In the world of book publishing, a customer with a legacy of using HP 3000s is pushing users through a migration. The Nielsen name has long been associated with TV ratings, but that former HP 3000 customer tracks so much more. This month the book sales service BookScan is getting a migration to a new system. The old system was called Nielsen and the new one is NPD's Decison Key. The transfer is expected to have its bumps. Some might have impact who's on this year's bestseller lists.
Publisher's Marketplace reports, "BookScan will complete its transition from the old Nielsen platform to the NPD system and at outset, the biggest adjustment for users may be getting accustomed to system updates on a different day of the week. "
As the story unfolds there's more changes expected. NPD Books president Jonathan Stolper is predicting high integrity. "We're going to get it right," he said in a Publisher's Marketplace article. The Marketplace resells Nielsen data to authors, publishers and booksellers—so the forecast would of course be bright. Many data migrations have had this forecast.
But the data on this Nielsen system, some of which goes back to the HP 3000 era there, has deep roots. From the Marketplace report:
We're talking about millions of titles, a system that goes back to 2004 in detail. There is a ton of data within this system. So it's only natural that there's probably going to be some – I don't want to call them hiccups, but some variances. Whenever you switch systems, there's some slight variance. People are going to have to realize that it's not an absolute match."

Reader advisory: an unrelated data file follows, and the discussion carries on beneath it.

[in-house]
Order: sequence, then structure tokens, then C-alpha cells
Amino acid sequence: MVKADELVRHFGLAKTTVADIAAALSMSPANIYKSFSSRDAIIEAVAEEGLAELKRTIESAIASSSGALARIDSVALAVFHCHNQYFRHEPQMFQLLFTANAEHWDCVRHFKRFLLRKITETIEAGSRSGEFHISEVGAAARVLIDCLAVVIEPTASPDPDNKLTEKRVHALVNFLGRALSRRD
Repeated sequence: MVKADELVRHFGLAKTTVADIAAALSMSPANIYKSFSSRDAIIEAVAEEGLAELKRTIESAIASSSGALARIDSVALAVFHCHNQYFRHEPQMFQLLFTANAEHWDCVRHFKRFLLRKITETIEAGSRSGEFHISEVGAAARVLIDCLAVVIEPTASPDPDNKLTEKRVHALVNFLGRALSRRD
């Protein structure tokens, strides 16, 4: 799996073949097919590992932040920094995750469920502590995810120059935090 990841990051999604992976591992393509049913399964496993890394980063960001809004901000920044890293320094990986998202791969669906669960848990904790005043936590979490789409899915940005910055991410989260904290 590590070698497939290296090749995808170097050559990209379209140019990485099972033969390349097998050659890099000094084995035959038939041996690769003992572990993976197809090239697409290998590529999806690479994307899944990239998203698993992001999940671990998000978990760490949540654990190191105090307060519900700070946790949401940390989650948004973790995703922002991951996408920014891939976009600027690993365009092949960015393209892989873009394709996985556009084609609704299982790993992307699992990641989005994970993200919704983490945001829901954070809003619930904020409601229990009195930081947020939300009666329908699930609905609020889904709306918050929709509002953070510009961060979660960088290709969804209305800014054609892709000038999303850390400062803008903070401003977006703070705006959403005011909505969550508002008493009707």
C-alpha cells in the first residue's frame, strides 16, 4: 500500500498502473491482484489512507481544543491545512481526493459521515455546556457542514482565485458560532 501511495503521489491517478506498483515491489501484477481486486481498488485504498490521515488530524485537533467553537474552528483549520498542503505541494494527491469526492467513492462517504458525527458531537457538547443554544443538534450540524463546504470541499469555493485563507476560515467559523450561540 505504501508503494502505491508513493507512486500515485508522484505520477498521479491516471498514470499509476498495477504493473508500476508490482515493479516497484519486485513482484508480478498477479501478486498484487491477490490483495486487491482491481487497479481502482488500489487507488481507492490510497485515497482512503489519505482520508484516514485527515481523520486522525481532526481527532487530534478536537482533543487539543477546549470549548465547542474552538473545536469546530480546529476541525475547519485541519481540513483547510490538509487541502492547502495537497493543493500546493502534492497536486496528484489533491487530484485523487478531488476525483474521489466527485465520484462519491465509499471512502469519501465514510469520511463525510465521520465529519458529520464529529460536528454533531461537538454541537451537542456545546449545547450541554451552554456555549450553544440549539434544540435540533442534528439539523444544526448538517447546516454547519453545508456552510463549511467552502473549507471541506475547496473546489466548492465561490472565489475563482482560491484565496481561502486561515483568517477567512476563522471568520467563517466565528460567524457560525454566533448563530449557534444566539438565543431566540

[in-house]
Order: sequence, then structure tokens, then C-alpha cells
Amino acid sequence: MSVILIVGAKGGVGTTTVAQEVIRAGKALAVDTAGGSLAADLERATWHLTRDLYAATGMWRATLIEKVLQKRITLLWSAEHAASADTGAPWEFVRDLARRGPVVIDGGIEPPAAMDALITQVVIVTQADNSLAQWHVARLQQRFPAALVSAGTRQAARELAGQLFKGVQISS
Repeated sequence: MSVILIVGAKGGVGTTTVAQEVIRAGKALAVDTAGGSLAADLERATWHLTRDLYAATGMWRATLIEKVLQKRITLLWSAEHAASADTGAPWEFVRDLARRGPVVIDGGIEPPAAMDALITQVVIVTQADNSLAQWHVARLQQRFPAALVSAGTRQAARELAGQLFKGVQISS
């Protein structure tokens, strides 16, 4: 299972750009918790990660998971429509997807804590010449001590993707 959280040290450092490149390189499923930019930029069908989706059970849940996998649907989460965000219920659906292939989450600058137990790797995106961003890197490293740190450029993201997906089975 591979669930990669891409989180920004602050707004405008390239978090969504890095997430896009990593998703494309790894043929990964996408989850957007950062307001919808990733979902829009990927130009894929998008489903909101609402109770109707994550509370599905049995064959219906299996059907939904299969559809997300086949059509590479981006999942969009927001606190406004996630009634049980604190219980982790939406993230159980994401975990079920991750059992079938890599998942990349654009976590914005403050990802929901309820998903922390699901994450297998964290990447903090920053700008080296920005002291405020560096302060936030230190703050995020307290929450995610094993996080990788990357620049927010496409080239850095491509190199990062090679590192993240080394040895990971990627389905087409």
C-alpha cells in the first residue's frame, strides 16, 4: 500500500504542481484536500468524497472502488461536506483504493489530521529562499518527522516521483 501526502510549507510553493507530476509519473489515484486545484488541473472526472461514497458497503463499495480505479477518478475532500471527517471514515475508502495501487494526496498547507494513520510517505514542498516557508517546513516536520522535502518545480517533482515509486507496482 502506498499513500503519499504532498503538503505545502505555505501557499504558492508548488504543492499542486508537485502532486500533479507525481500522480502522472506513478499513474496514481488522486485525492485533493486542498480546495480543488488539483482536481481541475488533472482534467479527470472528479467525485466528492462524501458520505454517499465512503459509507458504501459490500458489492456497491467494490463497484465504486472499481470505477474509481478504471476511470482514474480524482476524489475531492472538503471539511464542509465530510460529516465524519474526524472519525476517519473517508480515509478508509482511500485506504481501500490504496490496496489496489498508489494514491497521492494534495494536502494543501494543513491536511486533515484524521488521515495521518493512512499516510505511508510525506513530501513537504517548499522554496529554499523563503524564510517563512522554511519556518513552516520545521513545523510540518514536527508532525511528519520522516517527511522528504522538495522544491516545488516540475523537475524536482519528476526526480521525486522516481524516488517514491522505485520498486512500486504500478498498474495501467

Then comes the upshot of the migration. Some books are going to "sell" better than others, depending on the data integrity for this year's sales.
The switchover will increase sales because the newer data collection system reaches into more points of sale. Gift shops and museum stores, for example, are in the new mix.
Those variances mean that some titles will see increased sales for 2018 in the new platform versus legacy BookScan, due to the broader information enabled by NPD, which collects retail point-of-sale data in broad fashion across many industries.
Data migration has been the heartland at MB Foster for the last three decades. Last week the company that made database interfaces for HP 3000s in ODBC/SE hosted a webinar on a concept called the Migration Garage. "A garage can be set up to deal with the end-to-end requirement, the staffing required to make the garage a success, and where the savings come from when a garage process is defined."
It took two years for the BookScan tracking system to migrate to the NPD platform. The NPD system, called Decision Key, will become the data of record for BookScan. The number of titles that have been printed with the word "Bestseller" on the cover probably hasn't been tracked. It's a powerful marketing term, though.
MB Foster's concept of a Migration Garage "is useful when there are a number of applications with the same requirements or that have a common set of data that is changing and similar changes have to be made to each application as it is transformed to its new environment."
Publishing is an industry that often clings to legacy practices, like paying published authors their royalties just twice a year. (Something about needing to count the returned books before the checks for the writers go to the agents, who send the money to the authors.) Nielsen is moving its data to a new vehicle this fall. Just as in every migration, the numbers will speak for themselves.